CROSS-REFERENCE TO RELATED APPLICATIONS
BACKGROUND OF THE INVENTION
The present invention claims benefit of U.S. Provisional Application No. 60/619,706, filed on Oct. 18, 2004, the entire contents of which are hereby incorporated herein by reference.
1. Field of the Invention
The present invention relates to an insulative material useful in microcircuitry applications, to a process of using the insulative material to prepare an integrated circuit, and to the integrated circuit obtainable thereby.
2. Description of Related Art
Low-k dielectric insulators are needed for, among other things, copper back-end-of-the-line (BEOL) on chip wiring in order to improve chip performance by minimizing crosstalk and capacitive coupling. The latter leads to substantial delays in signal propagation which becomes exacerbated as wiring dimensions decrease and densities increase. The difficulty of introducing any new material places a premium on dielectric extendibility, i.e., the use of materials with similar elemental compositions but with different dielectric constants for multiple device generations. The only true dielectric extendibility comes from the introduction of porosity. The introduction of porosity, while good for the reduction of dielectric constants, negatively impacts many other important material properties (electrical, thermal, mechanical).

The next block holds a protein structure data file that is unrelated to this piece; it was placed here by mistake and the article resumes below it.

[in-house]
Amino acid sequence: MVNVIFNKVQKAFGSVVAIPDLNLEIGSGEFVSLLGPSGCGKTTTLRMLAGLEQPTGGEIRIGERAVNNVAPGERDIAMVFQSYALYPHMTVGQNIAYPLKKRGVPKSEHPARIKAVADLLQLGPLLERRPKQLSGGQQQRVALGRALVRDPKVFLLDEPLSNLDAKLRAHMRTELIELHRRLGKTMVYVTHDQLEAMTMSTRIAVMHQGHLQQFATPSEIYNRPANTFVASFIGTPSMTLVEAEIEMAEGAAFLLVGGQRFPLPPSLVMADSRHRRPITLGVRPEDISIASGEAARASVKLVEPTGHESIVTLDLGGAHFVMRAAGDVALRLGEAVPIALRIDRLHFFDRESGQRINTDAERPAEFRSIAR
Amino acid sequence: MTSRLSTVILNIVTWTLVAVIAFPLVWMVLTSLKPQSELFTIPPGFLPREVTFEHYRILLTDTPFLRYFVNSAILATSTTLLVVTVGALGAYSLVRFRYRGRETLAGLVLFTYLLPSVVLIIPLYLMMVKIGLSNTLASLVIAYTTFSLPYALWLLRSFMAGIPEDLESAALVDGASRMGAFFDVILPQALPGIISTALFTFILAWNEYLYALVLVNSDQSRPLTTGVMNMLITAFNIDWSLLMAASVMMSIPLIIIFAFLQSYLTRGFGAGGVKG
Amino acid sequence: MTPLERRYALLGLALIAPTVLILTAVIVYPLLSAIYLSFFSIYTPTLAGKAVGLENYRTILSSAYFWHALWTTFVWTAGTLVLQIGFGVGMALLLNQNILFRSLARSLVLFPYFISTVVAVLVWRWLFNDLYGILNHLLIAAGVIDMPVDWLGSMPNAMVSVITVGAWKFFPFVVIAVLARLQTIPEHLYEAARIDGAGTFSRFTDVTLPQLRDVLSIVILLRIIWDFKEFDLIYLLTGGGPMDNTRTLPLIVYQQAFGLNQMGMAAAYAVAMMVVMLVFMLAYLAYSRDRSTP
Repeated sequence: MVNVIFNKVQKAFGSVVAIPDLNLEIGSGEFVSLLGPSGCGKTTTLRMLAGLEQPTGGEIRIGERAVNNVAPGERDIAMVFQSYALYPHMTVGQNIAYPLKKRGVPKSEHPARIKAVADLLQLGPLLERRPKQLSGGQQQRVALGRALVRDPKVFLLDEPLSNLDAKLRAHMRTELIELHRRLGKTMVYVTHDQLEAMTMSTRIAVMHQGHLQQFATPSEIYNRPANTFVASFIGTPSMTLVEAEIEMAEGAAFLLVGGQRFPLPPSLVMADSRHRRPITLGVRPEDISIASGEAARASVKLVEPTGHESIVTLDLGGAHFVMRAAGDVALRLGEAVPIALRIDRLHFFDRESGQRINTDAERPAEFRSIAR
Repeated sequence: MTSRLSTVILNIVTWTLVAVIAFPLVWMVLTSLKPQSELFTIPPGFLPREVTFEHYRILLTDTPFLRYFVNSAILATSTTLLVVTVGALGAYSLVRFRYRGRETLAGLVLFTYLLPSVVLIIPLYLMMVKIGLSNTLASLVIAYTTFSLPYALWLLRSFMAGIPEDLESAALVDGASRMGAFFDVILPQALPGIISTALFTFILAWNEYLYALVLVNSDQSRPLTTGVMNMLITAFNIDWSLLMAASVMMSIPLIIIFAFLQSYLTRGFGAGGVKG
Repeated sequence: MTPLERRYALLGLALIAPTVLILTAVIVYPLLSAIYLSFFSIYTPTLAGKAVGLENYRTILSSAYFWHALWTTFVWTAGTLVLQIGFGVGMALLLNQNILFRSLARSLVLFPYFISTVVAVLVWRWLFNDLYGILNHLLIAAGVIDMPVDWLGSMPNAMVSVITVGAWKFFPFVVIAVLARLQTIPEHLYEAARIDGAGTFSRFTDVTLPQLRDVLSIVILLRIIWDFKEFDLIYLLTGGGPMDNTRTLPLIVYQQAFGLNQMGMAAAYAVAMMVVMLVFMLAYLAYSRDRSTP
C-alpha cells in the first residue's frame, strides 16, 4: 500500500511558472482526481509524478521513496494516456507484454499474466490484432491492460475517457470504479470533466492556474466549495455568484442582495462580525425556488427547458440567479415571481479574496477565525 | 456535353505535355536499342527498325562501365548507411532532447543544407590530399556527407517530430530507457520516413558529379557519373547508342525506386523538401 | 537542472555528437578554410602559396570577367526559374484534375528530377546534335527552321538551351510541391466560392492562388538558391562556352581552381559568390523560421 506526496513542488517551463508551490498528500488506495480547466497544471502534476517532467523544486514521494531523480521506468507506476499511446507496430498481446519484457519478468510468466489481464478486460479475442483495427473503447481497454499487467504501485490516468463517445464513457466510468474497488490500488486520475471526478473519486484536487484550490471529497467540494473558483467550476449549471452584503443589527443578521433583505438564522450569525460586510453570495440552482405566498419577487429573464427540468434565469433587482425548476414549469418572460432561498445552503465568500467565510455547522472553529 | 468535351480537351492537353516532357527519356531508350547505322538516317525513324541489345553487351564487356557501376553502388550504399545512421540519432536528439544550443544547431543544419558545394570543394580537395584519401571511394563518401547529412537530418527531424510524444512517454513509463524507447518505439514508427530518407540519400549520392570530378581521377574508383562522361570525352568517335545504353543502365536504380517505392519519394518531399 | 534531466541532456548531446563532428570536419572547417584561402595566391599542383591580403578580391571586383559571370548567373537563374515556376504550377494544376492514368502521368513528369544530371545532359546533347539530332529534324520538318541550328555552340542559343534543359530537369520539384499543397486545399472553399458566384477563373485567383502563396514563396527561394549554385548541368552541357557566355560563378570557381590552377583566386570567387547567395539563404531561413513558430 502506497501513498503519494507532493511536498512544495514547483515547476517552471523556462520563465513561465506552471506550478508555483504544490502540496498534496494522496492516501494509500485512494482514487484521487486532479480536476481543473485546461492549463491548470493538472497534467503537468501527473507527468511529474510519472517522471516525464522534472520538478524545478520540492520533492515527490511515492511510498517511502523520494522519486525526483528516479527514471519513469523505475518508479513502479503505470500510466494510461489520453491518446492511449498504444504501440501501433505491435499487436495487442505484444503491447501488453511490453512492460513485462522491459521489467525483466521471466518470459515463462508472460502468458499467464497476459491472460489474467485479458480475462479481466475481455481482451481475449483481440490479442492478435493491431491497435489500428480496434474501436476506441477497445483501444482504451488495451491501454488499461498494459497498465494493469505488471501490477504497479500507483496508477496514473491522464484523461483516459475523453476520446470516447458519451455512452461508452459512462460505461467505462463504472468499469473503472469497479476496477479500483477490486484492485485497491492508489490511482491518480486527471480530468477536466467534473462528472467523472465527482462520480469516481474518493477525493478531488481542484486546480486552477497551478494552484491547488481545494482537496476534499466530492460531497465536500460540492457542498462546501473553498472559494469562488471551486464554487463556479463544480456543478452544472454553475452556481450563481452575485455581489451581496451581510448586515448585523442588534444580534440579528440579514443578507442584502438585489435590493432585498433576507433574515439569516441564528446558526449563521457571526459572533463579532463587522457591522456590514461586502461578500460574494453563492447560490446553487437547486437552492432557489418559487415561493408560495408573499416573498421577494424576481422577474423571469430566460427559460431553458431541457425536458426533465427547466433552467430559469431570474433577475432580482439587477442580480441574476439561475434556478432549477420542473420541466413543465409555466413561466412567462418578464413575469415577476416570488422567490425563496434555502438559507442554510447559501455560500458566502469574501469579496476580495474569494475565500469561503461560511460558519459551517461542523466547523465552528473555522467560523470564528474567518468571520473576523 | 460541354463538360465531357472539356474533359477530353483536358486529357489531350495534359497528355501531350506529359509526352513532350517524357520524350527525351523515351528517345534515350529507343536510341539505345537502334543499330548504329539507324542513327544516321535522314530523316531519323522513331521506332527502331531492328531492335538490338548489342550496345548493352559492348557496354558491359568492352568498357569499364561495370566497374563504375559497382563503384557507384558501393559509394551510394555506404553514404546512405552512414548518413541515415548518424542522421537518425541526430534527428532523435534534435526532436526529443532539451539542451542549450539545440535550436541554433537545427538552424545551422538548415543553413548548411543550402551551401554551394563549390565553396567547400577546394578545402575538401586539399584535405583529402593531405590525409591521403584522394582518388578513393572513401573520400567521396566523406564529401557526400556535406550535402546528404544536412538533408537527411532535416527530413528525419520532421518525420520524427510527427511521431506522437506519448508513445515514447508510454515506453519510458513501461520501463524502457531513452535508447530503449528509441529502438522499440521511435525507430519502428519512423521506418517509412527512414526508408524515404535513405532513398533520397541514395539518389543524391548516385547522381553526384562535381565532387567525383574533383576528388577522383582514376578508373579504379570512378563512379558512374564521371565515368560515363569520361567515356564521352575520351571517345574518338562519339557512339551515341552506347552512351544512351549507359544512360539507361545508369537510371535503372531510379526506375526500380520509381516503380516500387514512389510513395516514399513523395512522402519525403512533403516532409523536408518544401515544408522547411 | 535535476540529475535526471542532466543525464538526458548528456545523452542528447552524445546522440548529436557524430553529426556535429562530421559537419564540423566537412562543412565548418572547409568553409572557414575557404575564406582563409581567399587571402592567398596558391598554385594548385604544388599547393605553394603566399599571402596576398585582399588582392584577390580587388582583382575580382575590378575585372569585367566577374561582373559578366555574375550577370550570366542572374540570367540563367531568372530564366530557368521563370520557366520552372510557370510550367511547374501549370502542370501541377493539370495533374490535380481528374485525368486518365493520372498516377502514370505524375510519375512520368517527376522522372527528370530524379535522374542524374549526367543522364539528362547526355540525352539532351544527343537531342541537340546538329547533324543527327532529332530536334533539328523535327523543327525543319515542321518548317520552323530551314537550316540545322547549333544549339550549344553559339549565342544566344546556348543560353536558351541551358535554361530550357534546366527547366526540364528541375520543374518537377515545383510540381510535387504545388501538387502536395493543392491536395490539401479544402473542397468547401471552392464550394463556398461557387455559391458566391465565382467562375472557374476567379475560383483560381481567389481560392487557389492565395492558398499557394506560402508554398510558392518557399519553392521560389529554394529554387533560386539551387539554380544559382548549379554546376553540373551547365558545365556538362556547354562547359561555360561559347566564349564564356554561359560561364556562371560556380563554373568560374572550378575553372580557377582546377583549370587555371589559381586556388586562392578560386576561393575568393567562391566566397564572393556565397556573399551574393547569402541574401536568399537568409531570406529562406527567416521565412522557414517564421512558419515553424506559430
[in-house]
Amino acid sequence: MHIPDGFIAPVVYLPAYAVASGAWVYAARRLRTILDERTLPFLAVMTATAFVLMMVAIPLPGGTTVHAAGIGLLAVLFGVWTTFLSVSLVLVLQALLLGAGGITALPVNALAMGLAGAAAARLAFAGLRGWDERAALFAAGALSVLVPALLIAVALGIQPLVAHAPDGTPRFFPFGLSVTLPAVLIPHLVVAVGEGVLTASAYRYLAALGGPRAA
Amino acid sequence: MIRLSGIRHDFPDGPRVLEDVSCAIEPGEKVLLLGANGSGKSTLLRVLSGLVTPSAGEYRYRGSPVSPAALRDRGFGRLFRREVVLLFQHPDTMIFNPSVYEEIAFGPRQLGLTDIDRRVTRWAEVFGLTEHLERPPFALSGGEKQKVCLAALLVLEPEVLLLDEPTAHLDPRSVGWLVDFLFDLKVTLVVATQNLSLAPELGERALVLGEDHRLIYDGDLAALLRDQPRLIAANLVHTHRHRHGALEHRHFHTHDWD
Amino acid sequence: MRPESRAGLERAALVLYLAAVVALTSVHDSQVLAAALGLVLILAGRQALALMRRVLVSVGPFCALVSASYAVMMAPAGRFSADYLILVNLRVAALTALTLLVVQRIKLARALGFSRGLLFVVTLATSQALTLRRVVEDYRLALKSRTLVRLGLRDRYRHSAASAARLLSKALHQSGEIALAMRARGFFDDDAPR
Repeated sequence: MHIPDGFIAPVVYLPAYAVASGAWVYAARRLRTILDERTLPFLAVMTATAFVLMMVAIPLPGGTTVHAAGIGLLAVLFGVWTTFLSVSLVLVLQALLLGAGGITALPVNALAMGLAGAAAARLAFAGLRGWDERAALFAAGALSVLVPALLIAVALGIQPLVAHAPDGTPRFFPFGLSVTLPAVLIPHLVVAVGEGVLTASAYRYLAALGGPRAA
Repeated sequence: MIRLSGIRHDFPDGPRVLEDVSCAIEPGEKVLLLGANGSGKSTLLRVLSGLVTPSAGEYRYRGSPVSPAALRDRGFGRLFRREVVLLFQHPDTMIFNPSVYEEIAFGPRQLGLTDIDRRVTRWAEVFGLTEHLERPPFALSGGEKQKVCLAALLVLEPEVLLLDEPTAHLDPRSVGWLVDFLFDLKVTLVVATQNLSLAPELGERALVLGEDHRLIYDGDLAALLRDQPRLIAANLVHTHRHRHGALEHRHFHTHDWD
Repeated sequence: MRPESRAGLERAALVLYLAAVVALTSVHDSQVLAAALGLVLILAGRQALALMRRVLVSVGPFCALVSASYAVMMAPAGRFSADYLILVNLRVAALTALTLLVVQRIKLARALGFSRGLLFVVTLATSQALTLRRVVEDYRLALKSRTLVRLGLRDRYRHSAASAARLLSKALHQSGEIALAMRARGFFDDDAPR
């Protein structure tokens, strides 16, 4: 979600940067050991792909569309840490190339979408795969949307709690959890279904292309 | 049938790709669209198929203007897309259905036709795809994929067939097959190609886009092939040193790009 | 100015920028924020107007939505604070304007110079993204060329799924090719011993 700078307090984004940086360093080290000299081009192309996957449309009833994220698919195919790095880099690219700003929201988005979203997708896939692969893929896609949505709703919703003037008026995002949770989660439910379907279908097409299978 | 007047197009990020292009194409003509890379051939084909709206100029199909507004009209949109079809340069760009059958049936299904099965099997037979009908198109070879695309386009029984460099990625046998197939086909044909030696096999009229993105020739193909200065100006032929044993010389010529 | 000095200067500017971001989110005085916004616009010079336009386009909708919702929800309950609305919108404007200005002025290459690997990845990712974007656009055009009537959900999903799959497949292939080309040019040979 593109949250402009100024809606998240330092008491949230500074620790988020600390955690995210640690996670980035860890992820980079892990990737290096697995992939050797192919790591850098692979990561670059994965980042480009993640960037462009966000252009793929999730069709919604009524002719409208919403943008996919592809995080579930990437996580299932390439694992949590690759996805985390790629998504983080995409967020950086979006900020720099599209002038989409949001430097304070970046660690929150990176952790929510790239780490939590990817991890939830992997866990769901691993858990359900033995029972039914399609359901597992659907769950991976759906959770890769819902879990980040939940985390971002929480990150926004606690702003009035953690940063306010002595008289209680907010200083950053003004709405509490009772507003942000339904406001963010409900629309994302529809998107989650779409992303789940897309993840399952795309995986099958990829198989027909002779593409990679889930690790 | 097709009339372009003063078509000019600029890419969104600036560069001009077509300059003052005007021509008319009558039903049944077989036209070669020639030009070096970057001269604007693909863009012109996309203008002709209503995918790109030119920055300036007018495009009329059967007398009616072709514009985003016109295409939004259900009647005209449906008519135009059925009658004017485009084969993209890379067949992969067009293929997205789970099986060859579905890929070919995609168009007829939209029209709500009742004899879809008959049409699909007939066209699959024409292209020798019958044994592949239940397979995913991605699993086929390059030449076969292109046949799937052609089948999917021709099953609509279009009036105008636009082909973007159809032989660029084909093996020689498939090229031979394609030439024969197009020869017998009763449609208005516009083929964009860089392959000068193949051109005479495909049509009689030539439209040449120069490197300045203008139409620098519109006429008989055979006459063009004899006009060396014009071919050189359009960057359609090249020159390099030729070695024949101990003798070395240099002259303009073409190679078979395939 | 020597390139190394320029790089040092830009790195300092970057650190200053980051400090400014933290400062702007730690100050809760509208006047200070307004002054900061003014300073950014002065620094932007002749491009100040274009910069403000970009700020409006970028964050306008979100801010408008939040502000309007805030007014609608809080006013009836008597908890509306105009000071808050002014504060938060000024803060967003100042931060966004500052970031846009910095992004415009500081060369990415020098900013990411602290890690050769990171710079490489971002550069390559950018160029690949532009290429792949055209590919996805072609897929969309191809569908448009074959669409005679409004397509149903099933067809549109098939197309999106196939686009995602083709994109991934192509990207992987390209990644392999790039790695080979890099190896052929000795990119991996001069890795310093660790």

Mechanical issues are particularly important for organosilicates, including chemical vapor deposition (CVD) and spin-on (SO) materials, which are intrinsically brittle materials and prone to cracking. Since organosilicates constitute, by far, the largest class of materials under consideration, mechanical issues move to the forefront because of concerns about reliability. The mechanical properties of these insulating materials are further compromised by the introduction of porosity to lower the dielectric constant. The mechanical properties of organosilicates have been addressed with limited success by variation in resin and/or porogen structures, control of porous morphologies and post porosity treatment using UV or e-beam exposure, usually at elevated temperatures. E-beam exposure has been shown to cause front end damage. For this reason, UV treatment of porogen/matrix nanohybrids or porous films generated by thermal calcination has become the method of choice for improving mechanical properties such as modulus and hardness.
Although improvements in modulii of 25-50% are sometimes achieved upon UV exposure, this requires a separate processing step and chemical changes are produced in the materials, which can degrade the electrical properties. Also, improved UV-efficiencies require specialized matrices and/or porogens for materials where the porosity is generated from sacrificial porogens. Although matrix structural modification can lead to improved modulii, this often occurs at the expense of dielectric constant, which, in turn, requires the addition of more porogen to achieve the dielectric target.